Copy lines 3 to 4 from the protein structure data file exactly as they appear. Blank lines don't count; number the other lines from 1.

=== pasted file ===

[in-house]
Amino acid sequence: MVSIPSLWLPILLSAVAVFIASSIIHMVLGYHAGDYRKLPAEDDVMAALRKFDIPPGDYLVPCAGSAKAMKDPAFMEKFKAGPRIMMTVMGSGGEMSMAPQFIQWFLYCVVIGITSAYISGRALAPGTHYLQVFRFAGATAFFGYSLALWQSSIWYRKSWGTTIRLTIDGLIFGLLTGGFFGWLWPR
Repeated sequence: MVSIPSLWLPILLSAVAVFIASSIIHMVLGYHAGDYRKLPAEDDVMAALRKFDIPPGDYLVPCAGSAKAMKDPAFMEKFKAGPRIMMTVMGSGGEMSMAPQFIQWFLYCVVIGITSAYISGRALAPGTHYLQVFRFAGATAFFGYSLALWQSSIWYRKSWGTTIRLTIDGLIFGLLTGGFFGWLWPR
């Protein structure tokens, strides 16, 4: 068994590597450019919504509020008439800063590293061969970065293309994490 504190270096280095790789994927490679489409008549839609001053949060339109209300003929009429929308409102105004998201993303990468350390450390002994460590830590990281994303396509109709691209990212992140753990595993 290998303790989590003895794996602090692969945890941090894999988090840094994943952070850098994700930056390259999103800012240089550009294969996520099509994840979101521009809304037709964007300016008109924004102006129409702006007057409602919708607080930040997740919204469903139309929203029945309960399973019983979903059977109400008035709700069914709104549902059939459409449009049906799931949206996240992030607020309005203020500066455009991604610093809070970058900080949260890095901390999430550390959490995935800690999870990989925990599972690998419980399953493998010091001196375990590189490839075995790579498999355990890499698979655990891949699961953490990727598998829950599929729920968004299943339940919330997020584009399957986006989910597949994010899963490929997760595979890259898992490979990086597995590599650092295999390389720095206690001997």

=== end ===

Repeated sequence: MVSIPSLWLPILLSAVAVFIASSIIHMVLGYHAGDYRKLPAEDDVMAALRKFDIPPGDYLVPCAGSAKAMKDPAFMEKFKAGPRIMMTVMGSGGEMSMAPQFIQWFLYCVVIGITSAYISGRALAPGTHYLQVFRFAGATAFFGYSLALWQSSIWYRKSWGTTIRLTIDGLIFGLLTGGFFGWLWPR
């Protein structure tokens, strides 16, 4: 068994590597450019919504509020008439800063590293061969970065293309994490 504190270096280095790789994927490679489409008549839609001053949060339109209300003929009429929308409102105004998201993303990468350390450390002994460590830590990281994303396509109709691209990212992140753990595993 290998303790989590003895794996602090692969945890941090894999988090840094994943952070850098994700930056390259999103800012240089550009294969996520099509994840979101521009809304037709964007300016008109924004102006129409702006007057409602919708607080930040997740919204469903139309929203029945309960399973019983979903059977109400008035709700069914709104549902059939459409449009049906799931949206996240992030607020309005203020500066455009991604610093809070970058900080949260890095901390999430550390959490995935800690999870990989925990599972690998419980399953493998010091001196375990590189490839075995790579498999355990890499698979655990891949699961953490990727598998829950599929729920968004299943339940919330997020584009399957986006989910597949994010899963490929997760595979890259898992490979990086597995590599650092295999390389720095206690001997």